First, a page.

During this latest run-up before the correction you constantly heard fund managers saying they are waiting for a correction before committing new funds. Even your friend Cramer would constantly say "wait for a pullback before buying."

Sometimes I "create" my own potential pullbacks by selling  puts on a stock I want but want to pay for it at a lower cost. If it does correct I got to own it at a discount.  If it doesn't correct I keep the premium and can rinse repeat.

 

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#5) On June 09, 2013 at 4:25 PM, Valyooo (99.48) wrote:

Of course wait for a pullback before buying. But I am ok with my stocks going up everyday

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#6) On June 10, 2013 at 12:46 PM, Frankydontfailme (27.90) wrote:

Corrections, healthy or otherwise, can be explained by technical analaysis. An equilibrium between buyers and sellers is reached at each price, only to be adjusted until a new equilibrium is reached (at a lower price in this case).

In a normal market there is therefore a mix of buyers and sellers. A price that continues to rise parabollically must reach a lower price equillibrium or else everyone in the world would have to own the stock on margin (all buyers and no sellers).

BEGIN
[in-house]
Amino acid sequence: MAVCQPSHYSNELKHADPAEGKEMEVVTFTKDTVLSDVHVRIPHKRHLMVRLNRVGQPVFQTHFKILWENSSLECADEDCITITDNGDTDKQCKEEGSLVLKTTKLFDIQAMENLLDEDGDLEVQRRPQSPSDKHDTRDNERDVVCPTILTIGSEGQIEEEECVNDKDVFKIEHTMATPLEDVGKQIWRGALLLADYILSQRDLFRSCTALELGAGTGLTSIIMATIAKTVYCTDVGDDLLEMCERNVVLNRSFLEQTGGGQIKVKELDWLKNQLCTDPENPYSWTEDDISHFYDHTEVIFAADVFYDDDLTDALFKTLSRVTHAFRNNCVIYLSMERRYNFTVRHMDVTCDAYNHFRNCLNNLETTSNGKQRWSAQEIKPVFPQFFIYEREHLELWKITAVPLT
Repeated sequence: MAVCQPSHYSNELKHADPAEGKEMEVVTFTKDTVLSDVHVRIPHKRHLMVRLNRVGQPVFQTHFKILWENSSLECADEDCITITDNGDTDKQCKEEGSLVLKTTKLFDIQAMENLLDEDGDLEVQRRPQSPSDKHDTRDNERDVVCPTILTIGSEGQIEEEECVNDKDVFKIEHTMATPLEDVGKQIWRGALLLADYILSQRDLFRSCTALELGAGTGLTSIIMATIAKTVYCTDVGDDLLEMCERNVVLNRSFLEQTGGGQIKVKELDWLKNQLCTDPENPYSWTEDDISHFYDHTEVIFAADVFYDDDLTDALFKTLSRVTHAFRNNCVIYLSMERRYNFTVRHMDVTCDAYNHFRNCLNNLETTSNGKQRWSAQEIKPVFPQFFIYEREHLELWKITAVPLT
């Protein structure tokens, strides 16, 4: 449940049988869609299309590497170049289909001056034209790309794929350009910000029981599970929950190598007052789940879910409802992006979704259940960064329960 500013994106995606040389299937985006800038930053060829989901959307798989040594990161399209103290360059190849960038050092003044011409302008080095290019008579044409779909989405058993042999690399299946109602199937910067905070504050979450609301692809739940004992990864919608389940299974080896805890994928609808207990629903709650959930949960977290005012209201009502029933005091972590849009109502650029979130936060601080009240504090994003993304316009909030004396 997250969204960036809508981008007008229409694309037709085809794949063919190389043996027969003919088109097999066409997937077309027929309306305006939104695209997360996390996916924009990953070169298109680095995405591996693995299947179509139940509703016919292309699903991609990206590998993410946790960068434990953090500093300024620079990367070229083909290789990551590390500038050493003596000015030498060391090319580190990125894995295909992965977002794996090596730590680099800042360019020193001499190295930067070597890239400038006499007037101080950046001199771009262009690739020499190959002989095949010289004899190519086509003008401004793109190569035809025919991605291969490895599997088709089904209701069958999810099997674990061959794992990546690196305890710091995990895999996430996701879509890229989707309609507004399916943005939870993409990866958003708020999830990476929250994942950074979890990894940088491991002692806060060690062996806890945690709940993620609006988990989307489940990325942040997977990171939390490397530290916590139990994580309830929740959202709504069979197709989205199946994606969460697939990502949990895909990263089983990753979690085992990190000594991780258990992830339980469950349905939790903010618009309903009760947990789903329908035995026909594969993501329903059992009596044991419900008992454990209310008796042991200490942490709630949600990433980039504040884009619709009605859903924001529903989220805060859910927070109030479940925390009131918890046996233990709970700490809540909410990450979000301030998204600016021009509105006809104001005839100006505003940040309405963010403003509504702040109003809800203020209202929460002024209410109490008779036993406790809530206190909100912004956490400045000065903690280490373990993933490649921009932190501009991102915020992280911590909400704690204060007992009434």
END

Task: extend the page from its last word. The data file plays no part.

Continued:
These fluctuation occur independetly and cannot be explained by fundamental analysis - the price to earnings and roe and such. So don't hurt your head over it if you insist on sticking to the fundamentals. 

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#7) On June 10, 2013 at 1:15 PM, Valyooo (99.48) wrote:

In a normal market there is therefore a mix of buyers and sellers. A price that continues to rise parabollically must reach a lower price equillibrium or else everyone in the world would have to own the stock on margin (all buyers and no sellers).

That is not true at all.  If I stepped in and said "I will pay $600 for AAPL" somebody could sell it to me.  Then lets say nobody else wants to sell AAPL until it gets bid up on 1 share of volume to $650, then it changes hands at that price.  This can go up to hundreds of percent higher.  Buying on margin is uneccesary.

 

This blog has nothing to do with technical analysis or why corrections happen, which are pretty obvious.  The point was, if I owned a stock and bought it at $20, and it parabolically rose to $200, I wouldnt start freaking out and going "omg, my stock has risen too much, its probably going to be worth $0 soon!".  I of course would sell because it would be likely overpriced soon....but I would be much happier selling at $200 and taking a huge profit, then having it take 10 years to get there and having corrections the whole time...I don't think a parabolic move higher should make the company worth LESS, and that healthy corrections make the company worth MORE.  To me, that is illogical.  Buy low, sell high, duh, but a parabolic move upward should not mean that the stock will crash to a much lower price then if it has a series of "healthy" corrections on the way there. 

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#8) On June 10, 2013 at 1:41 PM, Frankydontfailme (27.90) wrote:

OK